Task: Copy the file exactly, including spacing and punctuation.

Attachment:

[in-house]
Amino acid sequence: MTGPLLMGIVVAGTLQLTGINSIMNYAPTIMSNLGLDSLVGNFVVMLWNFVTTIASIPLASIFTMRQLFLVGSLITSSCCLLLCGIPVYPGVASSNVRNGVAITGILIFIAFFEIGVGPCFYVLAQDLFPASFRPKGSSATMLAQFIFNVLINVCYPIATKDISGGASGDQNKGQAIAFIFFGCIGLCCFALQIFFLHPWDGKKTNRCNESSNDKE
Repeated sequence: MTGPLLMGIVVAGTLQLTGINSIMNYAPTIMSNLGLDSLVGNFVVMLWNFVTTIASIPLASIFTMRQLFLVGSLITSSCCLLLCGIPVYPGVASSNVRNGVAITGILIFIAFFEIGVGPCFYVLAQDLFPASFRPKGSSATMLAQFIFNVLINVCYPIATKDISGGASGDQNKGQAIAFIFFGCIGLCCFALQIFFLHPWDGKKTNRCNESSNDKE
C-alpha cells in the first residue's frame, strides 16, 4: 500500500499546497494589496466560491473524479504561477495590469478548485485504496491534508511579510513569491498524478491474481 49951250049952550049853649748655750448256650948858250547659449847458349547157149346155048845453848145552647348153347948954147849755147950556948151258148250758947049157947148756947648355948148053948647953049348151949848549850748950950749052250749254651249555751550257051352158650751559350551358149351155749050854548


[in-house]
Amino acid sequence: MTGPLLMGIVVAGTLQLTGINSIMNYAPTIMSNLGLDSLVGNFVVMLWNFVTTIASIPLASIFTMRQLFLVGSLITSSCCLLLCGIPVYPGVASSNVRNGVAITGILIFIAFFEIGVGPCFYVLAQDLFPASFRPKGSSATMLAQFIFNVLINVCYPIATKDISGGASGDQNKGQAIAFIFFGCIGLCCFALQIFFLHPWDGKKTNRCNESSNDKE
Repeated sequence: MTGPLLMGIVVAGTLQLTGINSIMNYAPTIMSNLGLDSLVGNFVVMLWNFVTTIASIPLASIFTMRQLFLVGSLITSSCCLLLCGIPVYPGVASSNVRNGVAITGILIFIAFFEIGVGPCFYVLAQDLFPASFRPKGSSATMLAQFIFNVLINVCYPIATKDISGGASGDQNKGQAIAFIFFGCIGLCCFALQIFFLHPWDGKKTNRCNESSNDKE
C-alpha cells in the first residue's frame, strides 16, 4: 500500500499546497494589496466560491473524479504561477495590469478548485485504496491534508511579510513569491498524478491474481 49951250049952550049853649748655750448256650948858250547659449847458349547157149346155048845453848145552647348153347948954147849755147950556948151258148250758947049157947148756947648355948148053948647953049348151949848549850748950950749052250749254651249555751550257051352158650751559350551358149351155749050854548